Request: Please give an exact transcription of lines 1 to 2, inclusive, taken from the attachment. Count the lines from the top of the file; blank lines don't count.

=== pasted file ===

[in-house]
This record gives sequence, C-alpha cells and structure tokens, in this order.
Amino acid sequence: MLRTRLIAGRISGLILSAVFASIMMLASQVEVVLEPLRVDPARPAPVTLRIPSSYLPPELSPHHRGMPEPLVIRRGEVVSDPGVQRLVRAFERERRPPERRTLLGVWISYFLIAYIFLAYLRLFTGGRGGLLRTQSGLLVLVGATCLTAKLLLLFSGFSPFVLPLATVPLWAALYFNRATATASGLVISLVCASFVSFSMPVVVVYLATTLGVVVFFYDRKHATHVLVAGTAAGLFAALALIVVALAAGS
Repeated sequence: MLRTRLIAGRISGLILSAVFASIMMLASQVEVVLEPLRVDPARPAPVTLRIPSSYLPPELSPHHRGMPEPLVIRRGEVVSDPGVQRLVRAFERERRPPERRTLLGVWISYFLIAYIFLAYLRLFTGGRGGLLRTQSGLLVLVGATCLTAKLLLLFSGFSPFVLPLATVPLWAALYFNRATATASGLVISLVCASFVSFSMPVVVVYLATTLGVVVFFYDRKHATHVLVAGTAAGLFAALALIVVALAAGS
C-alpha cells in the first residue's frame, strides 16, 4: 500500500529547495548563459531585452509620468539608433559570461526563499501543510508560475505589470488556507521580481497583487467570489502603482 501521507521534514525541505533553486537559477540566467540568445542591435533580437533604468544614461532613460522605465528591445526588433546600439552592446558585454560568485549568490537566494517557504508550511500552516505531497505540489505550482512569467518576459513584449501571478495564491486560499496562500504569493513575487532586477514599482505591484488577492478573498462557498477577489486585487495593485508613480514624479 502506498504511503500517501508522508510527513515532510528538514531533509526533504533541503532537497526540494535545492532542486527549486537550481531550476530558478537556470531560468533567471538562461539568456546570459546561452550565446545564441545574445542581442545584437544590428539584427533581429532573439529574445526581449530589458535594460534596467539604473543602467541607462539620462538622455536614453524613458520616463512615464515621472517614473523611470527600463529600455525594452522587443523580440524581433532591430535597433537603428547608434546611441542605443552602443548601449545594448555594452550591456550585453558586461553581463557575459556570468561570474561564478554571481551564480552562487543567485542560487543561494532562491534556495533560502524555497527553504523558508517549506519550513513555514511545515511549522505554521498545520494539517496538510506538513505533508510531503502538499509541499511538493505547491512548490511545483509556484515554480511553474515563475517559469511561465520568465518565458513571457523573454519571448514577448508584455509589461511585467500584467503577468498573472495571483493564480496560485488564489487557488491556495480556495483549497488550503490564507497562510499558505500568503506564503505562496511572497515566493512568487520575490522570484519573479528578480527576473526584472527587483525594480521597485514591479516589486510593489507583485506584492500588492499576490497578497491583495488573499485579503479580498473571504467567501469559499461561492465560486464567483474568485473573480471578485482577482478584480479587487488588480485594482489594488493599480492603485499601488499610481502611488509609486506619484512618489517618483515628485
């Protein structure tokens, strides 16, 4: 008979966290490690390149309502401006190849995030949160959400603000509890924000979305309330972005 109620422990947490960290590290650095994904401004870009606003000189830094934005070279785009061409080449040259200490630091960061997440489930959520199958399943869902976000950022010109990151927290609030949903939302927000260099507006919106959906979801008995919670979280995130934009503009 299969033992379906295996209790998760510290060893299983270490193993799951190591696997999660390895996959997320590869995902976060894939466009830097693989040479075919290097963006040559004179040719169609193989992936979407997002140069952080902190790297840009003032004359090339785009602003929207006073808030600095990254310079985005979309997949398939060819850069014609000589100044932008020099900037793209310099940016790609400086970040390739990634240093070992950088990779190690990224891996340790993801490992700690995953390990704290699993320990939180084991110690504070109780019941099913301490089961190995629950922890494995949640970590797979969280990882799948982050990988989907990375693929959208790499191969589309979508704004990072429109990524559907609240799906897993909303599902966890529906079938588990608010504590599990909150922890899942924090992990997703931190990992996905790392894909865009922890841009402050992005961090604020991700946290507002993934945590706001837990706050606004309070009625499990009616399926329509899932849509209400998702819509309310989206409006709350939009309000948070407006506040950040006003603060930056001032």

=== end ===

[in-house]
This record gives sequence, C-alpha cells and structure tokens, in this order.